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CUPE mass pickets show Tories can be beaten

MARCH 15, 1999 – When striking educational support staff in Toronto turned to mass pickets last week, they unleashed a power that can stop the Tory cuts.

Two weeks into their strike against the Toronto Board of Education, the 14,000 striking members of CUPE local 4400 switched from pickets scattered across the more than 300 schools in the district, to concentrated mass pickets of hundreds at selected high schools.[1]

From Harbord Collegiate and West Toronto Collegiate in the west end, to Riverdale and East York in the east, hundreds and hundreds of pickets and supporters, on Monday and Tuesday of last week, effectively shut down the biggest high schools in the city. [2]

The mass pickets gave confidence to teachers who didn’t want to cross the picket lines. More and more teachers were walking the lines in solidarity with their striking sisters and brothers as the week went on.

The mass pickets gave confidence to students. A high school student organization, the Independent Student Organization of Toronto, called a mass walkout of classes on Tuesday. Several hundred students demonstrated in the downtown core, occupying the intersection of University and College for half an hour.[3]

The mass pickets gave confidence to strikers at schools where there were no mass pickets.

And the mass pickets gave confidence to parents who support the strike. The media had to work overtime to find anti-strike parents.

The mass strikes had transformed the confrontation into the beginnings of a new focus for all the pent-up rage against the Tory cuts.

On Friday last week, a tentative agreement was reached between the union and the school board. We will not know details of it until it is voted on at the end of this week.

But it looks like the mass pickets and solidarity have forced the school board to back down on several key items.

  • There are no concessions in the contract.
  • In North York, where a lot of custodial work has been contracted out for several years, the union won the phasing out of these contracted out positions, and their conversion to unionized positions.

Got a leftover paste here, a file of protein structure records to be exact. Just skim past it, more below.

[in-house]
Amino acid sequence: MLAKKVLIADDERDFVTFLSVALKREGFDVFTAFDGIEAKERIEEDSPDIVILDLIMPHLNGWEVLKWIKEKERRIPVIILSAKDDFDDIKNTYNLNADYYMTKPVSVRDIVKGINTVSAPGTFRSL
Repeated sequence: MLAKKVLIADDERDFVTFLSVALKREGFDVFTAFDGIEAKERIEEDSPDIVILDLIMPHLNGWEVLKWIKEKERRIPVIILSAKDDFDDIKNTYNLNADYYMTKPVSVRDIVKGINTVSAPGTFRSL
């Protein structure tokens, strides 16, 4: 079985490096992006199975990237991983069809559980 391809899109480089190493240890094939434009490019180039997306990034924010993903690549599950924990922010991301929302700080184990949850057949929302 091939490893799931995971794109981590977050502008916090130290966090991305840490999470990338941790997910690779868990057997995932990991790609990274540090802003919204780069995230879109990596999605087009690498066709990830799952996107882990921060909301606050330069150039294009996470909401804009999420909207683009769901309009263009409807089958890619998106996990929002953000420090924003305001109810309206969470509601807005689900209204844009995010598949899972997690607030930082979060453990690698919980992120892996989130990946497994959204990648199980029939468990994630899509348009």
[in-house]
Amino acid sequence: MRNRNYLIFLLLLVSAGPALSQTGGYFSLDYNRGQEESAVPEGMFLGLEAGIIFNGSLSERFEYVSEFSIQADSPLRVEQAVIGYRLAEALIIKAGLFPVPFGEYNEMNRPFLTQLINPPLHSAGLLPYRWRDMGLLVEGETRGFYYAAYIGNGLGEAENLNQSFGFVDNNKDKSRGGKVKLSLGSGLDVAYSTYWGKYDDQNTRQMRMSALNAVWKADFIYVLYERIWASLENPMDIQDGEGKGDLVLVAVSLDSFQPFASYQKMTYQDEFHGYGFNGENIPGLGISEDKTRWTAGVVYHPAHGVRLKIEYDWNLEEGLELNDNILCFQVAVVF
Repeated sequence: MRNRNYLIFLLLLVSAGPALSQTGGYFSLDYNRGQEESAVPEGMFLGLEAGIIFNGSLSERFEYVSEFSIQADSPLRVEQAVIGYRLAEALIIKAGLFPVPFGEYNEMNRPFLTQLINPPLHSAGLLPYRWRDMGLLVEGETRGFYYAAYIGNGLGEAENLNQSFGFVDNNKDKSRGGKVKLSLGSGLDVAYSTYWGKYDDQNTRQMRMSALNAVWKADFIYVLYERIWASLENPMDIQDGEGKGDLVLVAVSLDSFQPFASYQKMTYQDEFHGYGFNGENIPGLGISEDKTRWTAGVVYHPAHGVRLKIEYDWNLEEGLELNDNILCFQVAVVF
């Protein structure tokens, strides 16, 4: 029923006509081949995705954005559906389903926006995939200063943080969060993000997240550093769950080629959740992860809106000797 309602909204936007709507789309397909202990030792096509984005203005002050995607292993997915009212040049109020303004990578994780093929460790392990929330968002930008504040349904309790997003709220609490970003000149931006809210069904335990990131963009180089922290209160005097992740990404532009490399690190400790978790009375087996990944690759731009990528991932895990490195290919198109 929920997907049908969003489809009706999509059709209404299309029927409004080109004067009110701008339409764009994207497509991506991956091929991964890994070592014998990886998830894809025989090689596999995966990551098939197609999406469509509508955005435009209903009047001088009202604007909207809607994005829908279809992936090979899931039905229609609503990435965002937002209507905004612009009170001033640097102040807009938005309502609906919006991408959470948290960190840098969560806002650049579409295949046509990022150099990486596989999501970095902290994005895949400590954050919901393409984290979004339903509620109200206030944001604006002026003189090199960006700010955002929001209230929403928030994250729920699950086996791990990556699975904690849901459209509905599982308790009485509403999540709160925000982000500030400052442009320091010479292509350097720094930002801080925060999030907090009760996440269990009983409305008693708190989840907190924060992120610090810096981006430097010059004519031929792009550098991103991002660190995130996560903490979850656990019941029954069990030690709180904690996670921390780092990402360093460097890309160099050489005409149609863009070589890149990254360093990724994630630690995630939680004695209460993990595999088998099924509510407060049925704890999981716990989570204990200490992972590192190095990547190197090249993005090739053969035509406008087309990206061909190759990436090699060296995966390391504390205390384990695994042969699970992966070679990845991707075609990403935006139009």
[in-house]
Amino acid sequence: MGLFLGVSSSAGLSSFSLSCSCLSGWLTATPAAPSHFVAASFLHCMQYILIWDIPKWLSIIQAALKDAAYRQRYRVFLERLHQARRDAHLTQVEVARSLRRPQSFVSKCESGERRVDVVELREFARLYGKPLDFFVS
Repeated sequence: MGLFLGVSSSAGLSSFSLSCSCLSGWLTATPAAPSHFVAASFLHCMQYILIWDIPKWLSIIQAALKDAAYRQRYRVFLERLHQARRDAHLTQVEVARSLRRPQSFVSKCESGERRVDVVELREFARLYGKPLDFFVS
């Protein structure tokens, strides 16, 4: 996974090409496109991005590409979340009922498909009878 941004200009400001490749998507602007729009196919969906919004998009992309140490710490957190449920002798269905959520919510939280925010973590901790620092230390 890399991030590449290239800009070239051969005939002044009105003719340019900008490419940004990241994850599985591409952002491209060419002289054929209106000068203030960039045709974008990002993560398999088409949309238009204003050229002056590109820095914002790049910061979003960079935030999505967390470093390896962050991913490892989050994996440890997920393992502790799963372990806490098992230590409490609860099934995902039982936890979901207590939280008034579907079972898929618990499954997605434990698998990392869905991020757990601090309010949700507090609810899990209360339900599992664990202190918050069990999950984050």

• There will be no layoffs for the life of the two-year contract[4] (the union had been facing up to 4,000 layoffs).

But there is no room for complacency. The two-year, no layoff guarantee is not as big a victory as it sounds.

The Tories funding formula, which will cut something like $170-million from the Toronto system, has been “topped-up” for the next two years. There is no guarantee as to what will happen in two years when the top-up money disappears.

Gail Nyberg, school board president, says she will demand that the Tories amend that formula and deliver more money. CUPE president, John Weatherup says he will back her in this fight.[5]

The foundation for any anti-Tory movement was there to be seen on the picket lines –students, teachers and working class parents supporting the strike. The two-week battle by the educational support staff has given confidence to all who oppose the Tory agenda.

© 1999 Paul Kellogg. This work is licensed under a CC BY 4.0 license.


[1] Vanessa Lu and Tanya Talaga, “We’ll Close 20 More Toronto High Schools, Union Chief Vows,” Toronto Star, March 6, 1999, sec. News.

[2] Lila Sarick, “School Board Says Offer to CUPE Provided Job Security,” The Globe and Mail, March 10, 1999, sec. Toronto News; Tanya Talaga and Vanessa Lu, “School Strike: Talks Collapse,” Toronto Star, March 9, 1999, sec. NEWS.

[3] Vanessa Lu, Joel Ruimy, and Tanya Talaga, “School Talks Stalled, Harris May Step In,” Toronto Star, March 10, 1999, sec. News.

[4] Estanislao Oziewicz, “Deal Reached to End Toronto’s School Strike,” The Globe and Mail, March 13, 1999, sec. Toronto News.

[5] Ibid.

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